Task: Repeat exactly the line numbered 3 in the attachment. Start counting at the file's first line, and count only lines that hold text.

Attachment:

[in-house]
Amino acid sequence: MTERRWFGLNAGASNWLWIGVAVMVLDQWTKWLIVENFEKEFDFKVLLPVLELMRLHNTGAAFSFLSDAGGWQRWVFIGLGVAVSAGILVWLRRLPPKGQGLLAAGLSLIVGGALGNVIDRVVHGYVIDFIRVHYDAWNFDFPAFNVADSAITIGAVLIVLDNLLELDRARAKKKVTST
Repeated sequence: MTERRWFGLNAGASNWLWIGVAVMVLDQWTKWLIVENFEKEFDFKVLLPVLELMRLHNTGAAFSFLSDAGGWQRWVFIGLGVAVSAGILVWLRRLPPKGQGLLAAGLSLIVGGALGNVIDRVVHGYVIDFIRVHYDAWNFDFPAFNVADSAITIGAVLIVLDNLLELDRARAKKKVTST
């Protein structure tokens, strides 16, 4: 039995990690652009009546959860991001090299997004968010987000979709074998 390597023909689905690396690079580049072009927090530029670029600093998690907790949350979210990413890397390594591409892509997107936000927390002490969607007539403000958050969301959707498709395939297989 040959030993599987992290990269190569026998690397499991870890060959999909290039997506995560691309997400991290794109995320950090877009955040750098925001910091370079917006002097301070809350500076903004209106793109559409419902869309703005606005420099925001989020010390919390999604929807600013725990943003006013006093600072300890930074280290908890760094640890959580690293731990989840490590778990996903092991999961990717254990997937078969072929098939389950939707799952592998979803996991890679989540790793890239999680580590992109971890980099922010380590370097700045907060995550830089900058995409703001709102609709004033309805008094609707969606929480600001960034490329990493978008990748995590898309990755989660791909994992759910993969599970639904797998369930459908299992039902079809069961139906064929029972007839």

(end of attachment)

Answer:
Repeated sequence: MTERRWFGLNAGASNWLWIGVAVMVLDQWTKWLIVENFEKEFDFKVLLPVLELMRLHNTGAAFSFLSDAGGWQRWVFIGLGVAVSAGILVWLRRLPPKGQGLLAAGLSLIVGGALGNVIDRVVHGYVIDFIRVHYDAWNFDFPAFNVADSAITIGAVLIVLDNLLELDRARAKKKVTST